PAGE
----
Let’s not bandy about here. Cats are instinctively hunters. Carnivores with a taste for blood. Roscoe wants to hunt. It’s in his genes. Why deny him then, when I have to go to the pet store for food anyways and a mouse would only cost a dollar or two?
You can’t convince me this is cruel to the mouse. Maybe if I snatched a field mouse from the wild and whisked it away to my apartment of horrors for Roscoe’s amusement, well, then you could call it cruel. But the pet shop mice have no memories of freedom. They were bred for one purpose: to die as food for another animal. Their sole contribution to the world is as a link in the food chain.
I once dated a girl who would get outraged when people would bug her about not clearing all the food from her plate. “You know there are starving people in Africa who would slit their mother’s throat for the rest of that rice pilaf,” they’d say. She’d look right back at them and give a physics lesson. “Really now? How would that work? Are you going to put my uneaten rice in a box and mail it to Nigeria? Because I don’t think anyone in Africa gives a shit about the rice on my plate right now.”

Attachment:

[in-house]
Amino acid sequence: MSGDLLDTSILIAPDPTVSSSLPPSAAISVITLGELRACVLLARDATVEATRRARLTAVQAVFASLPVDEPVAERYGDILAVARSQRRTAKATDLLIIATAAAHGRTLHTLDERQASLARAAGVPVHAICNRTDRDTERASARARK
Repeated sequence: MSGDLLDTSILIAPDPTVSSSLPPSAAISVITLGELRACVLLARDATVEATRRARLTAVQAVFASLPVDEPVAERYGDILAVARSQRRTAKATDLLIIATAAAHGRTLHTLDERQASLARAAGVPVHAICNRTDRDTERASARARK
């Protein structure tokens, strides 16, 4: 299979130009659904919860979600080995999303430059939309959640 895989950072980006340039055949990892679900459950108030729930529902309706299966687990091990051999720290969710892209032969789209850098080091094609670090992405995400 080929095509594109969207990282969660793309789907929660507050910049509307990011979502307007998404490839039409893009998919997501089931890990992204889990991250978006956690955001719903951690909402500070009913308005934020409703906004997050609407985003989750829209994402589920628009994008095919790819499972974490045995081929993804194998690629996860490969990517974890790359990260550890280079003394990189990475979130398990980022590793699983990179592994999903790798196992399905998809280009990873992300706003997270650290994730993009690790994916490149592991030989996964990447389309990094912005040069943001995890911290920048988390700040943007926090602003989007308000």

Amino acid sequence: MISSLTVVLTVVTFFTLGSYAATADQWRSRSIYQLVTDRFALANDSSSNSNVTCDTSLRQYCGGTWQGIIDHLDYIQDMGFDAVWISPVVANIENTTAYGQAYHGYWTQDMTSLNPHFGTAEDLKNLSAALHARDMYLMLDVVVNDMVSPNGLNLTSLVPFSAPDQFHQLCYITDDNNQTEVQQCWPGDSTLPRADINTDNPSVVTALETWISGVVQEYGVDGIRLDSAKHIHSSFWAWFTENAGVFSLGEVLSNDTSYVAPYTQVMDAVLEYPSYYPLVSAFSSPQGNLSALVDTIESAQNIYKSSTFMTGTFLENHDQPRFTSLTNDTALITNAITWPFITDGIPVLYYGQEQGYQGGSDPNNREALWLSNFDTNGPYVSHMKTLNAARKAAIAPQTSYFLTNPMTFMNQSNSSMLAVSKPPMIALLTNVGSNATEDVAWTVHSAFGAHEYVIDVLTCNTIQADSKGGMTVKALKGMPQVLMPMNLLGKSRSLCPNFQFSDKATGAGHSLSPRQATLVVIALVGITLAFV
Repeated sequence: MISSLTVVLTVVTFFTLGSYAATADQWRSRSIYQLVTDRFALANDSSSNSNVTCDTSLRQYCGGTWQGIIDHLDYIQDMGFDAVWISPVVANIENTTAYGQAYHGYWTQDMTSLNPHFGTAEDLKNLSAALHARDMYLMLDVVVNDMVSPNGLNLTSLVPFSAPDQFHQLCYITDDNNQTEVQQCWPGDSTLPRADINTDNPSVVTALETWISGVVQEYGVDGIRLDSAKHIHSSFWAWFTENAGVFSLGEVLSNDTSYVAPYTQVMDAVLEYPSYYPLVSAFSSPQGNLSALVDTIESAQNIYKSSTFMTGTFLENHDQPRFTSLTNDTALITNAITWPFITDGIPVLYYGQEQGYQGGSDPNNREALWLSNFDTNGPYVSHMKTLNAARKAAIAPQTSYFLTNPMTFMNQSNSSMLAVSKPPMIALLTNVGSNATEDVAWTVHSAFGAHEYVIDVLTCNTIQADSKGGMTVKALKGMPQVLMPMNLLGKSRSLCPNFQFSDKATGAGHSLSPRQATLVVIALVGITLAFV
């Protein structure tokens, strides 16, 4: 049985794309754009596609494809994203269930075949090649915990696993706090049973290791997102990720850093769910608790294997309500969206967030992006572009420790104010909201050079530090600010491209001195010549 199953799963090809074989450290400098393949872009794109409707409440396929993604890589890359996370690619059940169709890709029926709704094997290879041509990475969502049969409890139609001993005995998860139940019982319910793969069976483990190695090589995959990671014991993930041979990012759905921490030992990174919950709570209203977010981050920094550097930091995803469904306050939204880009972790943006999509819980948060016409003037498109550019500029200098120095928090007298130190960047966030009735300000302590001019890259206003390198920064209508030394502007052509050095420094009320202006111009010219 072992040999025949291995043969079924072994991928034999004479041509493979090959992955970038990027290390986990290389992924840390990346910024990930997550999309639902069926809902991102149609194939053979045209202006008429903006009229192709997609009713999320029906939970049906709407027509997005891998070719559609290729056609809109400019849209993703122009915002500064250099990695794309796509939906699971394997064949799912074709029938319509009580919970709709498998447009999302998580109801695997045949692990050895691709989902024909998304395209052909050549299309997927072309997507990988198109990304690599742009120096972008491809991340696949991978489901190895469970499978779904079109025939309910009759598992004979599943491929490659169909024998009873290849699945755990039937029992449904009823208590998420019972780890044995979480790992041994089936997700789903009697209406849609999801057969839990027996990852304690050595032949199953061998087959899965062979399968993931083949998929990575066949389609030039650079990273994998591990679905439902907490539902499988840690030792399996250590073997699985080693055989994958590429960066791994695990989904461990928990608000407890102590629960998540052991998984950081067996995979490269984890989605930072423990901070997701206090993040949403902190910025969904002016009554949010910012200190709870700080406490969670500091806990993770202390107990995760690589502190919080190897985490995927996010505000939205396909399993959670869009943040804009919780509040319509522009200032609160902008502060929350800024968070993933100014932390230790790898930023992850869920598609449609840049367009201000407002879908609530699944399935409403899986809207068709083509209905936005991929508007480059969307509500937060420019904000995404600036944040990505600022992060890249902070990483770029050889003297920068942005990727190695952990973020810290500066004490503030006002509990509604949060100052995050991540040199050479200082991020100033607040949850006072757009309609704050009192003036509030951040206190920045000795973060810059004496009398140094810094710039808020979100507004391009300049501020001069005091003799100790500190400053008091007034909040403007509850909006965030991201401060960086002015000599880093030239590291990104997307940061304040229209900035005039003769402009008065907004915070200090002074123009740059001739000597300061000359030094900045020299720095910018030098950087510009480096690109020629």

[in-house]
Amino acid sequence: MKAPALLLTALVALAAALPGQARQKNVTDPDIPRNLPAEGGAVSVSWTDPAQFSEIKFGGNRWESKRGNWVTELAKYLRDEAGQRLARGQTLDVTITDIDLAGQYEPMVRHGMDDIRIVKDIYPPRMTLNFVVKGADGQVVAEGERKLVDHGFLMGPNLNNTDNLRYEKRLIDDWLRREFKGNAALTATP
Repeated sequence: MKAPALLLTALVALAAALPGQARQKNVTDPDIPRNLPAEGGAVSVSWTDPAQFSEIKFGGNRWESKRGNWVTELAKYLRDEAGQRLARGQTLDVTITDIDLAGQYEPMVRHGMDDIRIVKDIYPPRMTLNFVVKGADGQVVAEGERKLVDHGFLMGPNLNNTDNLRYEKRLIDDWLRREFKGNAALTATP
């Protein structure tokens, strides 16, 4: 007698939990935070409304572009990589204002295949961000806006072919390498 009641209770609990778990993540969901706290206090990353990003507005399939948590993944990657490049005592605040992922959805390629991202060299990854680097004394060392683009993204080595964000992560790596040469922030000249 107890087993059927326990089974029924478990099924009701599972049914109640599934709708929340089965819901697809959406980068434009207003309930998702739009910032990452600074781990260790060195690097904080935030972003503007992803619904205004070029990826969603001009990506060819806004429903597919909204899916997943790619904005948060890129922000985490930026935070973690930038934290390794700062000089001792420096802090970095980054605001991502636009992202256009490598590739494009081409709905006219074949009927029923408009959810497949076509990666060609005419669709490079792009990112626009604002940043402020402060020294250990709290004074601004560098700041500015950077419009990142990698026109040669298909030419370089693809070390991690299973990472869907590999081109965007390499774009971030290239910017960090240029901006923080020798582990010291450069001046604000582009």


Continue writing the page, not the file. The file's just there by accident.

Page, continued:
Same goes for the pet shop mouse. Let’s call him Albert. Ol’ Albert’s a goner whether I buy him for Roscoe or not. If I don’t bring him home, someone with a snake is going to buy him and it will lead to the same inevitable and brutal end for Al. At least setting him loose in my apartment gives him a sporting chance at life. I’m not sure whether a feeder mouse has the same savvy for self-preservation as a feral mouse, but Albert’s odds of surviving the apartment must dwarf his survival odds in a terrarium. You want to talk cruelty? Talk to the snake owners first.
My roommate isn’t completely opposed to the idea–much to his credit–but he did propose a modification. Why not put the mouse in a hamster ball and let it run about in the relative plastic safety? Roscoe still gets to chase a mouse, but the quarry never has a chance to be maimed or to escape. I hate this idea. It’s like going to the rodeo and calling yourself a cowboy afterwards–participating in a copy of a copy of the real thing and confusing that with an authentic experience. Not to mention using a hamster ball is unsportsmanlike. Neither the cat nor the mouse can win, so what’s the fun in that? There are winners and there are losers in this world. It’s a cruel feature of a capitalist system, and we all need to get more comfortable with that.